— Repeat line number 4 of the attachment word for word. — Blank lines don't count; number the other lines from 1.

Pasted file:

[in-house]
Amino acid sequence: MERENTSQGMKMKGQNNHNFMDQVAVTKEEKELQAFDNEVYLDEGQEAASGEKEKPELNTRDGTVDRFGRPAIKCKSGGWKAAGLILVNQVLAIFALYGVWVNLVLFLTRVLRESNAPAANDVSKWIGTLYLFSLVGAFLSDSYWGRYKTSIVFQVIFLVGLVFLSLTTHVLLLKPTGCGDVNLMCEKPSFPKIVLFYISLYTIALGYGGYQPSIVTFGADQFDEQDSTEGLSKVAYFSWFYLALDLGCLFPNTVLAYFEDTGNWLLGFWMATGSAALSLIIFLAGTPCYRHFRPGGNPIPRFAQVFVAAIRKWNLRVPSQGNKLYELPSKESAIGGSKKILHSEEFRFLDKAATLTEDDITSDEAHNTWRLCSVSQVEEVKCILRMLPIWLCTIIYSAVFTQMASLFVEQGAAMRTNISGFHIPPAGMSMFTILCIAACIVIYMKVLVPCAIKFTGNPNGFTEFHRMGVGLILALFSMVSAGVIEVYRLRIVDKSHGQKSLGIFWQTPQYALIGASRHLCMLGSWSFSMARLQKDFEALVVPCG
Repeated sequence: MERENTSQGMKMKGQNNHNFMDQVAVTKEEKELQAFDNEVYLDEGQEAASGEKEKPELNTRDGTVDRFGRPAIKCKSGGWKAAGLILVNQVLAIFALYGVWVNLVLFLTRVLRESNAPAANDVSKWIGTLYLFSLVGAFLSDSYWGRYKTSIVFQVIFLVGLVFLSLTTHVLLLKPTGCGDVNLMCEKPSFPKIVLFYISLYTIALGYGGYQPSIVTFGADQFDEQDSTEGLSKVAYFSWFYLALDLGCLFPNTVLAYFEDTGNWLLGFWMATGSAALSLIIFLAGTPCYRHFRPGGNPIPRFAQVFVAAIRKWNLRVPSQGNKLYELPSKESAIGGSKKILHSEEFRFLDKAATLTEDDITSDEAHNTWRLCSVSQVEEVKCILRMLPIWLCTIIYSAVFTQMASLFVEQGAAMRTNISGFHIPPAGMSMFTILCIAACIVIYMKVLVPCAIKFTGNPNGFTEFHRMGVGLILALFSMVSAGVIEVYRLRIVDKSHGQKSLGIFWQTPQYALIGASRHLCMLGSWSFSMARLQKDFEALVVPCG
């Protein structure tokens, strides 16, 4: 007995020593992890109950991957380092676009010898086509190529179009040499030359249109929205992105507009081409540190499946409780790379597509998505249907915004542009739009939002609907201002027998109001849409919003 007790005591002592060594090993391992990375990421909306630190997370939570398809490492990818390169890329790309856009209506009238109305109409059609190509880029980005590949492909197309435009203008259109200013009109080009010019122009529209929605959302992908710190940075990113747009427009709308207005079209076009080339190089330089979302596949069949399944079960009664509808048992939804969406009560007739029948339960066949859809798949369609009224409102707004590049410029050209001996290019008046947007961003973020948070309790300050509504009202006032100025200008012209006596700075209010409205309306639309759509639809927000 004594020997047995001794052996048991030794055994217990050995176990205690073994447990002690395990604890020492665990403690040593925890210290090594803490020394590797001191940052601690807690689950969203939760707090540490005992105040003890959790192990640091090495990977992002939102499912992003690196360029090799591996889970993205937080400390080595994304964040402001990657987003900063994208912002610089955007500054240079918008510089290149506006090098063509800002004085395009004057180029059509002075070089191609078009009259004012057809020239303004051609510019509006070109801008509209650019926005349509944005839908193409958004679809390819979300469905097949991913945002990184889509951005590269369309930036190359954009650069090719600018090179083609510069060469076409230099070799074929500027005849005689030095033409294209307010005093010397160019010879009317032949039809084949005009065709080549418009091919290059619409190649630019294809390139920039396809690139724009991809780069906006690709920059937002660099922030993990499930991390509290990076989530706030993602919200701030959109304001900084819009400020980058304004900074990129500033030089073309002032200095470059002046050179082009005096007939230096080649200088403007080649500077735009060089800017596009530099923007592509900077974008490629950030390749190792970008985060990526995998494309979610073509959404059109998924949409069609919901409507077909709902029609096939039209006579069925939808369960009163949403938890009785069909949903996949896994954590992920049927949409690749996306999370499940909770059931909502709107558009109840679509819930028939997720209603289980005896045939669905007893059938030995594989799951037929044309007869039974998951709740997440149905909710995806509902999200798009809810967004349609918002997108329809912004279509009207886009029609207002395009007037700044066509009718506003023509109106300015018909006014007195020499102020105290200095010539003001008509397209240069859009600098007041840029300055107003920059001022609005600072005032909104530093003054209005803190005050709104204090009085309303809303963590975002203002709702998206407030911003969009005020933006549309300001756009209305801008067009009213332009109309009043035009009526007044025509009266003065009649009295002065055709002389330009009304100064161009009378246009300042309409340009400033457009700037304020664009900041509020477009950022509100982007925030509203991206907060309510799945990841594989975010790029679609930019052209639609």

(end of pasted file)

């Protein structure tokens, strides 16, 4: 007995020593992890109950991957380092676009010898086509190529179009040499030359249109929205992105507009081409540190499946409780790379597509998505249907915004542009739009939002609907201002027998109001849409919003 007790005591002592060594090993391992990375990421909306630190997370939570398809490492990818390169890329790309856009209506009238109305109409059609190509880029980005590949492909197309435009203008259109200013009109080009010019122009529209929605959302992908710190940075990113747009427009709308207005079209076009080339190089330089979302596949069949399944079960009664509808048992939804969406009560007739029948339960066949859809798949369609009224409102707004590049410029050209001996290019008046947007961003973020948070309790300050509504009202006032100025200008012209006596700075209010409205309306639309759509639809927000 004594020997047995001794052996048991030794055994217990050995176990205690073994447990002690395990604890020492665990403690040593925890210290090594803490020394590797001191940052601690807690689950969203939760707090540490005992105040003890959790192990640091090495990977992002939102499912992003690196360029090799591996889970993205937080400390080595994304964040402001990657987003900063994208912002610089955007500054240079918008510089290149506006090098063509800002004085395009004057180029059509002075070089191609078009009259004012057809020239303004051609510019509006070109801008509209650019926005349509944005839908193409958004679809390819979300469905097949991913945002990184889509951005590269369309930036190359954009650069090719600018090179083609510069060469076409230099070799074929500027005849005689030095033409294209307010005093010397160019010879009317032949039809084949005009065709080549418009091919290059619409190649630019294809390139920039396809690139724009991809780069906006690709920059937002660099922030993990499930991390509290990076989530706030993602919200701030959109304001900084819009400020980058304004900074990129500033030089073309002032200095470059002046050179082009005096007939230096080649200088403007080649500077735009060089800017596009530099923007592509900077974008490629950030390749190792970008985060990526995998494309979610073509959404059109998924949409069609919901409507077909709902029609096939039209006579069925939808369960009163949403938890009785069909949903996949896994954590992920049927949409690749996306999370499940909770059931909502709107558009109840679509819930028939997720209603289980005896045939669905007893059938030995594989799951037929044309007869039974998951709740997440149905909710995806509902999200798009809810967004349609918002997108329809912004279509009207886009029609207002395009007037700044066509009718506003023509109106300015018909006014007195020499102020105290200095010539003001008509397209240069859009600098007041840029300055107003920059001022609005600072005032909104530093003054209005803190005050709104204090009085309303809303963590975002203002709702998206407030911003969009005020933006549309300001756009209305801008067009009213332009109309009043035009009526007044025509009266003065009649009295002065055709002389330009009304100064161009009378246009300042309409340009400033457009700037304020664009900041509020477009950022509100982007925030509203991206907060309510799945990841594989975010790029679609930019052209639609």